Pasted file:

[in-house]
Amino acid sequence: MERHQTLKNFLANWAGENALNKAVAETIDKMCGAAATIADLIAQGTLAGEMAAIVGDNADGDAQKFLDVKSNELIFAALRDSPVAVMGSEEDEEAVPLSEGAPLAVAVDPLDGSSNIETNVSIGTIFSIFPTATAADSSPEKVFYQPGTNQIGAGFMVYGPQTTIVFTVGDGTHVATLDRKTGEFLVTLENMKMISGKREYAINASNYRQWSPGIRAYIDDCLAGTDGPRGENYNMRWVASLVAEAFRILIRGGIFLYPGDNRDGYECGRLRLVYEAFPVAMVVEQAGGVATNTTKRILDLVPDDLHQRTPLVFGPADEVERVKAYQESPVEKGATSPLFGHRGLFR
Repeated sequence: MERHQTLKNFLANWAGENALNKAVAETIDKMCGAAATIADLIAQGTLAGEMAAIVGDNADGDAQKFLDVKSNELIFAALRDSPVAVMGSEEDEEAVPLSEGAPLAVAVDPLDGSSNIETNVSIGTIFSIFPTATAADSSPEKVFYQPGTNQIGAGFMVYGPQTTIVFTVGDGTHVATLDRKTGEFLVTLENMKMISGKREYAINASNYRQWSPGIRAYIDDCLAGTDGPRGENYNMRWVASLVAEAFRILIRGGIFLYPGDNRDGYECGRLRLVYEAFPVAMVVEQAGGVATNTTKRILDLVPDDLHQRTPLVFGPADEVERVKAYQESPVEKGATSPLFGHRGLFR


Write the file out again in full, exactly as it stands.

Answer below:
[in-house]
Amino acid sequence: MERHQTLKNFLANWAGENALNKAVAETIDKMCGAAATIADLIAQGTLAGEMAAIVGDNADGDAQKFLDVKSNELIFAALRDSPVAVMGSEEDEEAVPLSEGAPLAVAVDPLDGSSNIETNVSIGTIFSIFPTATAADSSPEKVFYQPGTNQIGAGFMVYGPQTTIVFTVGDGTHVATLDRKTGEFLVTLENMKMISGKREYAINASNYRQWSPGIRAYIDDCLAGTDGPRGENYNMRWVASLVAEAFRILIRGGIFLYPGDNRDGYECGRLRLVYEAFPVAMVVEQAGGVATNTTKRILDLVPDDLHQRTPLVFGPADEVERVKAYQESPVEKGATSPLFGHRGLFR
Repeated sequence: MERHQTLKNFLANWAGENALNKAVAETIDKMCGAAATIADLIAQGTLAGEMAAIVGDNADGDAQKFLDVKSNELIFAALRDSPVAVMGSEEDEEAVPLSEGAPLAVAVDPLDGSSNIETNVSIGTIFSIFPTATAADSSPEKVFYQPGTNQIGAGFMVYGPQTTIVFTVGDGTHVATLDRKTGEFLVTLENMKMISGKREYAINASNYRQWSPGIRAYIDDCLAGTDGPRGENYNMRWVASLVAEAFRILIRGGIFLYPGDNRDGYECGRLRLVYEAFPVAMVVEQAGGVATNTTKRILDLVPDDLHQRTPLVFGPADEVERVKAYQESPVEKGATSPLFGHRGLFR